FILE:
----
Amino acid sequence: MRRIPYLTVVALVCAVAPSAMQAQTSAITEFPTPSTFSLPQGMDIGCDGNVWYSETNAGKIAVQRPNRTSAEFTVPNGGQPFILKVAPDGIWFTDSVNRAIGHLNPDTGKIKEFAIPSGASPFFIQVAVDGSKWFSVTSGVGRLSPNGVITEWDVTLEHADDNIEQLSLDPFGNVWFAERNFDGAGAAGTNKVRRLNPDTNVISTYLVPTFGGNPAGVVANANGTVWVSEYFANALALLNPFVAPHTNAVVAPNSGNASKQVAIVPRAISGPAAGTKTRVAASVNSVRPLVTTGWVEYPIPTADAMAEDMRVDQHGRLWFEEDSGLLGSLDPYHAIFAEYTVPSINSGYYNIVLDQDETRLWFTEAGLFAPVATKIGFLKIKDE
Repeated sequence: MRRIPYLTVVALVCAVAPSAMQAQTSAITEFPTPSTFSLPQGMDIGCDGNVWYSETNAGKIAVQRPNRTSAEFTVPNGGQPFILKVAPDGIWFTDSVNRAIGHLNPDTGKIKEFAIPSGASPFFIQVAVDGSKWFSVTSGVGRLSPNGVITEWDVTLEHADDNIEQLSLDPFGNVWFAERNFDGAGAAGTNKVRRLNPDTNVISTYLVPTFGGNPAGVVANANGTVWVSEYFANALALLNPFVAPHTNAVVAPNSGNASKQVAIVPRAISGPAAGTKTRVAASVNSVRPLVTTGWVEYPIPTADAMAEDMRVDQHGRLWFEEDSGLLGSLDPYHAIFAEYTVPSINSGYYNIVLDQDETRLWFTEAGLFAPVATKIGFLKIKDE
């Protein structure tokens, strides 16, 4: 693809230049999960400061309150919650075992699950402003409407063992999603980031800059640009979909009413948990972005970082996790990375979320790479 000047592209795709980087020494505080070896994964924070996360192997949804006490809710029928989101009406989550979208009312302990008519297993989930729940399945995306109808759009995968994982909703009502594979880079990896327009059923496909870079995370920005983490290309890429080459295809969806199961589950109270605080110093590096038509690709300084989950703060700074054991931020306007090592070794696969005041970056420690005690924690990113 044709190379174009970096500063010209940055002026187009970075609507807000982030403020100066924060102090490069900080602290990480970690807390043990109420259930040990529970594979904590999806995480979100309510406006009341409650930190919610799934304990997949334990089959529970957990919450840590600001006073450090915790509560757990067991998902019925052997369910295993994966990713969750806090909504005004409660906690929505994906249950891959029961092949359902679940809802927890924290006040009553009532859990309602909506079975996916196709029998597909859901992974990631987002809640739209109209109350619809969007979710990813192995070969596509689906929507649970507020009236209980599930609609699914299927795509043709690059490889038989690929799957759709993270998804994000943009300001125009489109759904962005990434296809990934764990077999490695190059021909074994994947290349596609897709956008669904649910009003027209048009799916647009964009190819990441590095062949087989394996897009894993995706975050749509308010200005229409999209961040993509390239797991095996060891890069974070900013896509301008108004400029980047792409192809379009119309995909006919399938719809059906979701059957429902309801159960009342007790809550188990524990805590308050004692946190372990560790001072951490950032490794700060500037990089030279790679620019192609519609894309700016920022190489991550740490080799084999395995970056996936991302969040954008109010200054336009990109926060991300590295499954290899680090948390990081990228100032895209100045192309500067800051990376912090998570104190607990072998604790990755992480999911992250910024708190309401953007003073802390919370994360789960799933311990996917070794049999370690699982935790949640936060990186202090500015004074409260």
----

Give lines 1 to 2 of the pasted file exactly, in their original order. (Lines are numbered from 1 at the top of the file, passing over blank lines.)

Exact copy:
Amino acid sequence: MRRIPYLTVVALVCAVAPSAMQAQTSAITEFPTPSTFSLPQGMDIGCDGNVWYSETNAGKIAVQRPNRTSAEFTVPNGGQPFILKVAPDGIWFTDSVNRAIGHLNPDTGKIKEFAIPSGASPFFIQVAVDGSKWFSVTSGVGRLSPNGVITEWDVTLEHADDNIEQLSLDPFGNVWFAERNFDGAGAAGTNKVRRLNPDTNVISTYLVPTFGGNPAGVVANANGTVWVSEYFANALALLNPFVAPHTNAVVAPNSGNASKQVAIVPRAISGPAAGTKTRVAASVNSVRPLVTTGWVEYPIPTADAMAEDMRVDQHGRLWFEEDSGLLGSLDPYHAIFAEYTVPSINSGYYNIVLDQDETRLWFTEAGLFAPVATKIGFLKIKDE
Repeated sequence: MRRIPYLTVVALVCAVAPSAMQAQTSAITEFPTPSTFSLPQGMDIGCDGNVWYSETNAGKIAVQRPNRTSAEFTVPNGGQPFILKVAPDGIWFTDSVNRAIGHLNPDTGKIKEFAIPSGASPFFIQVAVDGSKWFSVTSGVGRLSPNGVITEWDVTLEHADDNIEQLSLDPFGNVWFAERNFDGAGAAGTNKVRRLNPDTNVISTYLVPTFGGNPAGVVANANGTVWVSEYFANALALLNPFVAPHTNAVVAPNSGNASKQVAIVPRAISGPAAGTKTRVAASVNSVRPLVTTGWVEYPIPTADAMAEDMRVDQHGRLWFEEDSGLLGSLDPYHAIFAEYTVPSINSGYYNIVLDQDETRLWFTEAGLFAPVATKIGFLKIKDE